Discipline (Patton-Al-Zayadi-2021)

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A definition of Discipline that states "A discipline is characterized by (1) a non-empty set of core questions Q and (2) the delineating theory stating that Q are the core questions of the discipline."

Discipline (Patton-Al-Zayadi-2021).png

This definition of Discipline was formulated by Paul Patton and Cyrus Al-Zayadi in 2021.1

History

Acceptance Record

This theory has never been accepted.

Suggestions To Accept

Here are all the modifications where the acceptance of this theory has been suggested:
ModificationCommunityDate SuggestedSummaryVerdictVerdict RationaleDate Assessed
Sciento-2021-0006Scientonomy1 August 2021Accept new definitions of subquestion, core question, core theory, discipline, delineating theory, subdiscipline, and discipline acceptance.Open

Question Answered

Discipline (Patton-Al-Zayadi-2021) is an attempt to answer the following question: What is discipline? How should it be defined?

See Discipline for more details.

Description

A discipline A is characterized by a non-empty set of core questions QCA and a delineating theory stating that QCA are the core questions of the discipline.1

The scientific mosaic consists of theories and questions.2345 As a whole, a discipline A consists of a set of accepted questions QA, and the theories which provide answers to those questions, or which those questions presuppose. 1 Questions form hierarchies, with more specific questions being subquestions of more general questions. Theories find a place in these hierarchies, since each theory is an attempt to answer a certain question, and each question presupposes certain theories. Because of such hierarchical relations, it is possible to characterize a discipline by identifying a set of core questions, QCA. These core questions are judged by some agent to be related to one another, essential to a discipline, and definitive of its boundaries. The other questions of a discipline are subquestions of its core questions.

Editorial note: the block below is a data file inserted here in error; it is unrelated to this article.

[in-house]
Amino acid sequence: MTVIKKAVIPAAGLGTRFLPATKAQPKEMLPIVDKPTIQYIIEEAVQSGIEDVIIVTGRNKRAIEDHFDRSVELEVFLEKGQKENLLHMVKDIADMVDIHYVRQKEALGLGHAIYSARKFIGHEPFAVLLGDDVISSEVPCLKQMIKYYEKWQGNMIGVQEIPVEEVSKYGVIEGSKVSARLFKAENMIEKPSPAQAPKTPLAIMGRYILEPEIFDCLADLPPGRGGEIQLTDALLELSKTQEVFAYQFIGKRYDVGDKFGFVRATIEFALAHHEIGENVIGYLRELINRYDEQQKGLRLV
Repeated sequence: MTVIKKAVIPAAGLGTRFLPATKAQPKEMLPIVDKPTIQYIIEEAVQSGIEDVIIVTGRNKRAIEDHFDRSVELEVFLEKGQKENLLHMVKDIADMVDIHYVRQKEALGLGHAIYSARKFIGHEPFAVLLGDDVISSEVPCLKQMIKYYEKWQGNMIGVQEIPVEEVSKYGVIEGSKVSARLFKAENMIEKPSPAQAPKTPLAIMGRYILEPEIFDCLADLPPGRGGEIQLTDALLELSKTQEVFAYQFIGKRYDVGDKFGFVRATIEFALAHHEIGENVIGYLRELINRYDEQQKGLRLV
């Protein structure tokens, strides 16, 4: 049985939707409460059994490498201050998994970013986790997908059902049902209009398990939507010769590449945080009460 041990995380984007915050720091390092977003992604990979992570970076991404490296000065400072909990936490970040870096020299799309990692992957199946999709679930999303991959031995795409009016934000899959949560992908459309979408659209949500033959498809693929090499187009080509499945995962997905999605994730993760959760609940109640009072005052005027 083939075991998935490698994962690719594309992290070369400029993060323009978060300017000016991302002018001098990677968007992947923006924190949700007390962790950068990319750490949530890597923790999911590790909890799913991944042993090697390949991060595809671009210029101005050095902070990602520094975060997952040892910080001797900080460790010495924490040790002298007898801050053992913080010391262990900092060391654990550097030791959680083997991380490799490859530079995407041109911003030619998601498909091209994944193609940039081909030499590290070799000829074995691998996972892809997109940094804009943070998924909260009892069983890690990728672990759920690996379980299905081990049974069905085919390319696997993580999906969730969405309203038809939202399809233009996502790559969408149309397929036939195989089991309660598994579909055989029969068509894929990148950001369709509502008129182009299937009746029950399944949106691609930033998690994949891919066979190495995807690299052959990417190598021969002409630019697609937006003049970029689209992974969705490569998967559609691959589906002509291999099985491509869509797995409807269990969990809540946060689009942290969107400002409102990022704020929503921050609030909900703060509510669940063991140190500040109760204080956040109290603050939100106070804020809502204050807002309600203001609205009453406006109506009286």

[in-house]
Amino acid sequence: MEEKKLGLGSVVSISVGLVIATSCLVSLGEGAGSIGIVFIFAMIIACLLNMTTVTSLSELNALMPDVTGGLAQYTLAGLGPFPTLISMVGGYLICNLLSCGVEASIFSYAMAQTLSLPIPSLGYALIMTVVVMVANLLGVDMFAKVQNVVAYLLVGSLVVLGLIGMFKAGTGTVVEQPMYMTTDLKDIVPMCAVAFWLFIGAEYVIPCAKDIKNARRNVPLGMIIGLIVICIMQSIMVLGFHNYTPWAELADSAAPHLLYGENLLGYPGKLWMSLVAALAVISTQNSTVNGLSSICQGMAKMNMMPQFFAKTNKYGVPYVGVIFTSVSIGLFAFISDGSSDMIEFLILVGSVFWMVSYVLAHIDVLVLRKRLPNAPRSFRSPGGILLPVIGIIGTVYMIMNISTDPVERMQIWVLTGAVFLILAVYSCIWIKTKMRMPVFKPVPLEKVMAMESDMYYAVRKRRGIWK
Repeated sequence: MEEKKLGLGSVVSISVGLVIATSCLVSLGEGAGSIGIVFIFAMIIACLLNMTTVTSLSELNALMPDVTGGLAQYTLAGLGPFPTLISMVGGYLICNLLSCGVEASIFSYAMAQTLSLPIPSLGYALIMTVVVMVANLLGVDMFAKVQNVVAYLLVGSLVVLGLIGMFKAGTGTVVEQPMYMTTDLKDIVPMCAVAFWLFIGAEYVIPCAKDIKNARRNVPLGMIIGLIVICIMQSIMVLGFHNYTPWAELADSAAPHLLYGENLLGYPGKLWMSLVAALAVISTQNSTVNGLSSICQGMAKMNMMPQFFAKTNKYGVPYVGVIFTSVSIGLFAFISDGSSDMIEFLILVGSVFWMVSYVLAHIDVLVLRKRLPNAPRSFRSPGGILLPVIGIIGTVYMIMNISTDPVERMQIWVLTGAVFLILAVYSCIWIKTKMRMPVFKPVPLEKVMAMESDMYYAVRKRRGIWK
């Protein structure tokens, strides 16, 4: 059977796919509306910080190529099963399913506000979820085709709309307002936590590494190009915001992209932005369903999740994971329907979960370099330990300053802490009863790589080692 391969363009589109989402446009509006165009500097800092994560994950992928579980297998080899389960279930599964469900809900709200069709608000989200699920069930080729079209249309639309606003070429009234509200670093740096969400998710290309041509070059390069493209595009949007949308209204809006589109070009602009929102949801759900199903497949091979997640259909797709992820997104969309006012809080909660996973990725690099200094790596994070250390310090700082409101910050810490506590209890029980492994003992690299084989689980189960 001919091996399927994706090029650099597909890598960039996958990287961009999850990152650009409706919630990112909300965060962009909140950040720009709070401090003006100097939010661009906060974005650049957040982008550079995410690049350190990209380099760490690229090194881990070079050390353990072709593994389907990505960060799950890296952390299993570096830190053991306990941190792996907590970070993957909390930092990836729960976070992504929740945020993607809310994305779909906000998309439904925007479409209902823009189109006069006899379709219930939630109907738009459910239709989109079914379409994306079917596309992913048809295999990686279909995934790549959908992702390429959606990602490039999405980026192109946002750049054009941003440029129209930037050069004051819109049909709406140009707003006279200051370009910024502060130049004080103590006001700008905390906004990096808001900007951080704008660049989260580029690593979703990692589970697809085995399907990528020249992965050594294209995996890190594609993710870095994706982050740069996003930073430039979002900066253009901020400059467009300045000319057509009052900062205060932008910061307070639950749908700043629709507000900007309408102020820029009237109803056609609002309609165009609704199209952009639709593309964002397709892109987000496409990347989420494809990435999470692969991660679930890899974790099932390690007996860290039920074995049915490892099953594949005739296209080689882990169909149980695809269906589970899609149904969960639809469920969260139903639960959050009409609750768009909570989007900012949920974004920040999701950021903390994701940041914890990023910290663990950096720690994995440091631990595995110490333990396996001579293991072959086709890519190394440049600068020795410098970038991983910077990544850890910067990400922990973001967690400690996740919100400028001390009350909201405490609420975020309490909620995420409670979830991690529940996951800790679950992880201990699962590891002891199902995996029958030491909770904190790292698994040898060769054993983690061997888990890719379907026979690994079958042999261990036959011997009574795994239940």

A set, as such, can't be part of a scientific mosaic consisting of theories and questions. We, therefore, take a discipline to be defined by a delineating theory that identifies the set of core questions QCA characterizing that discipline.


Reasons

No reasons are indicated for this theory.

References

  1. a b c  Patton, Paul and Al-Zayadi, Cyrus. (2021) Disciplines in the Scientonomic Ontology. Scientonomy 4, 59-85. Retrieved from https://scientojournal.com/index.php/scientonomy/article/view/37123.
  2. ^  Barseghyan, Hakob. (2015) The Laws of Scientific Change. Springer.
  3. ^  Barseghyan, Hakob. (2018) Redrafting the Ontology of Scientific Change. Scientonomy 2, 13-38. Retrieved from https://scientojournal.com/index.php/scientonomy/article/view/31032.
  4. ^  Rawleigh, William. (2018) The Status of Questions in the Ontology of Scientific Change. Scientonomy 2, 1-12. Retrieved from https://scientojournal.com/index.php/scientonomy/article/view/29651.
  5. ^  Sebastien, Zoe. (2016) The Status of Normative Propositions in the Theory of Scientific Change. Scientonomy 1, 1-9. Retrieved from https://www.scientojournal.com/index.php/scientonomy/article/view/26947.